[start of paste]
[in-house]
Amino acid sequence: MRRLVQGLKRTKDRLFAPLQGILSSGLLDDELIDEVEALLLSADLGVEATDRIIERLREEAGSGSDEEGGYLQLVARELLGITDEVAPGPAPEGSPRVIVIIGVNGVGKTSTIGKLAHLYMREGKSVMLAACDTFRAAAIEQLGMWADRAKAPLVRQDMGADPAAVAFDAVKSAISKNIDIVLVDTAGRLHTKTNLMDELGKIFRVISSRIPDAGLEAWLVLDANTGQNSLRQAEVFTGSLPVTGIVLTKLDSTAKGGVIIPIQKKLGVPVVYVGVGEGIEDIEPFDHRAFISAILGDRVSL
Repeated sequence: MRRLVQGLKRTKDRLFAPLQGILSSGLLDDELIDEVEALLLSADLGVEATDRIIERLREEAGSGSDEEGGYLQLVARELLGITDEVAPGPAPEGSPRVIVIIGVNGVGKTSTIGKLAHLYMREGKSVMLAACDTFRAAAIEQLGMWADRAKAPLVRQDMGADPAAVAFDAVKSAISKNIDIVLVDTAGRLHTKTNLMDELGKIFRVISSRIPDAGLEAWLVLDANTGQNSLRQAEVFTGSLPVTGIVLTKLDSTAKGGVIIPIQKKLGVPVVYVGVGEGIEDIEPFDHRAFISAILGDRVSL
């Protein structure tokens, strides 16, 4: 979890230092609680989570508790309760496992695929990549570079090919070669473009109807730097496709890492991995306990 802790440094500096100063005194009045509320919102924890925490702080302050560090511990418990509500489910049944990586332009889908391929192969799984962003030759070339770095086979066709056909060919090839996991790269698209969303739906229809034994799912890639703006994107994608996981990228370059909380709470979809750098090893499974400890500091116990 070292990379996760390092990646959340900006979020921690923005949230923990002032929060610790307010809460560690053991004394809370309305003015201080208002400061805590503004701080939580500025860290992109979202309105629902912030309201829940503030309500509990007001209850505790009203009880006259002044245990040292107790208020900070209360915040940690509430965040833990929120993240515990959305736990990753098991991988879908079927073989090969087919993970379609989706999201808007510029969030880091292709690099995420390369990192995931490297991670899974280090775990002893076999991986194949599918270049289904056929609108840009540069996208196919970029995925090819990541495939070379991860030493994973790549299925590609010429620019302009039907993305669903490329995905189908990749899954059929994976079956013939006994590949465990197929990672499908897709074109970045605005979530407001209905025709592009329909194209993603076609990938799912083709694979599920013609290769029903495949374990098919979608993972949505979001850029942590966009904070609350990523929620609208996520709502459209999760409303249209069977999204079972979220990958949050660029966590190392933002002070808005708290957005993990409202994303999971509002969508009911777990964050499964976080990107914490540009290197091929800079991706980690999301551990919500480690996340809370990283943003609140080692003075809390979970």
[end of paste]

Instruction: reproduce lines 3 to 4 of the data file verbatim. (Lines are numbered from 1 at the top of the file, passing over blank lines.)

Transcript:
Repeated sequence: MRRLVQGLKRTKDRLFAPLQGILSSGLLDDELIDEVEALLLSADLGVEATDRIIERLREEAGSGSDEEGGYLQLVARELLGITDEVAPGPAPEGSPRVIVIIGVNGVGKTSTIGKLAHLYMREGKSVMLAACDTFRAAAIEQLGMWADRAKAPLVRQDMGADPAAVAFDAVKSAISKNIDIVLVDTAGRLHTKTNLMDELGKIFRVISSRIPDAGLEAWLVLDANTGQNSLRQAEVFTGSLPVTGIVLTKLDSTAKGGVIIPIQKKLGVPVVYVGVGEGIEDIEPFDHRAFISAILGDRVSL
């Protein structure tokens, strides 16, 4: 979890230092609680989570508790309760496992695929990549570079090919070669473009109807730097496709890492991995306990 802790440094500096100063005194009045509320919102924890925490702080302050560090511990418990509500489910049944990586332009889908391929192969799984962003030759070339770095086979066709056909060919090839996991790269698209969303739906229809034994799912890639703006994107994608996981990228370059909380709470979809750098090893499974400890500091116990 070292990379996760390092990646959340900006979020921690923005949230923990002032929060610790307010809460560690053991004394809370309305003015201080208002400061805590503004701080939580500025860290992109979202309105629902912030309201829940503030309500509990007001209850505790009203009880006259002044245990040292107790208020900070209360915040940690509430965040833990929120993240515990959305736990990753098991991988879908079927073989090969087919993970379609989706999201808007510029969030880091292709690099995420390369990192995931490297991670899974280090775990002893076999991986194949599918270049289904056929609108840009540069996208196919970029995925090819990541495939070379991860030493994973790549299925590609010429620019302009039907993305669903490329995905189908990749899954059929994976079956013939006994590949465990197929990672499908897709074109970045605005979530407001209905025709592009329909194209993603076609990938799912083709694979599920013609290769029903495949374990098919979608993972949505979001850029942590966009904070609350990523929620609208996520709502459209999760409303249209069977999204079972979220990958949050660029966590190392933002002070808005708290957005993990409202994303999971509002969508009911777990964050499964976080990107914490540009290197091929800079991706980690999301551990919500480690996340809370990283943003609140080692003075809390979970």